Ron Arad, an Israeli-born architect and designer who shot to fame in the eighties, is generating buzz again thanks to a stunning new work. Arad, who studied architecture in London and design in Italy before going on to create the Design Museum of Holon, among other projects, is a fascinating hybrid of talent. An architect by training, Arad has nonetheless been discovered by a large audience through his work as a designer, particularly thanks to the success of his Bookworm shelf. The steel and plastic design, which debuted in 1993, has become part the pop culture consciousness thanks to Arad’s partnership with design manufacturers Kartell.
Arad makes his furniture the way a sculptor would approach his craft; lines are pure and simple, resulting in exquisites and voluptuous designs. Indeed, the rounded shape of Arad’s “furniture-sculptures” evoke the curves of a woman. Throughout the years, Arad has explained that his works can be taken as the hybrid they are, or they can be deconstructed as architecture or deign. For example, Arad’s tables can be used only for their primary, utilitarian function. Or, for those who view them as a work of art, the legs can be removed to allowed the tables to be hung on the wall. A table, a sculpture or a painting – the piece’s owner decides!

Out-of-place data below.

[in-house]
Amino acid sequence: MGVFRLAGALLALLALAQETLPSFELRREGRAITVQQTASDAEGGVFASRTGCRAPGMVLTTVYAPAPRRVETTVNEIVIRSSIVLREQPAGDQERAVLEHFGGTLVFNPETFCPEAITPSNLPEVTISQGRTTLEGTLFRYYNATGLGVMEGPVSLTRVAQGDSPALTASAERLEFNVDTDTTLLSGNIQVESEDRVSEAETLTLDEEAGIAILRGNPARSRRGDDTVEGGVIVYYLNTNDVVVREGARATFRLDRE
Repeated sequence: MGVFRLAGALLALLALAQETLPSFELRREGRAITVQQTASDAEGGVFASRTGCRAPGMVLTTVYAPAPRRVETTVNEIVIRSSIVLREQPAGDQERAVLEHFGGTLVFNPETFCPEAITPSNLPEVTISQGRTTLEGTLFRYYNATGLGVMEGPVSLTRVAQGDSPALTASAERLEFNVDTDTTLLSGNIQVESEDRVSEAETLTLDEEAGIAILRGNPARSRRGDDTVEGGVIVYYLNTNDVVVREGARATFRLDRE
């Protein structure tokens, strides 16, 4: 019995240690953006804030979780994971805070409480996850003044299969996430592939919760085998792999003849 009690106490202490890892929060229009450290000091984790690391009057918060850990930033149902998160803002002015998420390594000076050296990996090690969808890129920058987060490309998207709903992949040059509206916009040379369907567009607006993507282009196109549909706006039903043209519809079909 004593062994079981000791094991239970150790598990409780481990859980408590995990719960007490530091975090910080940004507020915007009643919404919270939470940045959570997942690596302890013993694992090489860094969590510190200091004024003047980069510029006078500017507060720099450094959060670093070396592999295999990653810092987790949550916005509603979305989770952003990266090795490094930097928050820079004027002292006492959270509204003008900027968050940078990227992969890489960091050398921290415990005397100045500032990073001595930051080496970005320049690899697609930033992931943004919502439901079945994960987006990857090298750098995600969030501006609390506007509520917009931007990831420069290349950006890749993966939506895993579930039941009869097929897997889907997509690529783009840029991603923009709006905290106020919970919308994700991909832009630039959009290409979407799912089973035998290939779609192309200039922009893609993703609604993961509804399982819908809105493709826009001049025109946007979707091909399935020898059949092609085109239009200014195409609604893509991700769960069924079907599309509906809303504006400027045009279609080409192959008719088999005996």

For his myriad fans, it can be difficult to track down Arad pieces; most of his designs are either unique or part of a limited edition. This is due to the mediums Arad favors to transform objects, as he frequently experiments with new technologies that cannot be made in mass production. For example, Arad’s current favorite medium is steel, mixed carbon, aluminum and silicone. For those not lucky enough to visit one of his workshops (located in Italy and the Netherlands), you can see his works on display now at the Downtown Gallery in Paris or at the Design Miami Art Fair in December.
Delphine de Causans was born and raised in Paris. After graduating from La Sorbonne University with a Masters Degree in Contemporary Art, she is now studying at Christies while working as a freelance art advisor and critic.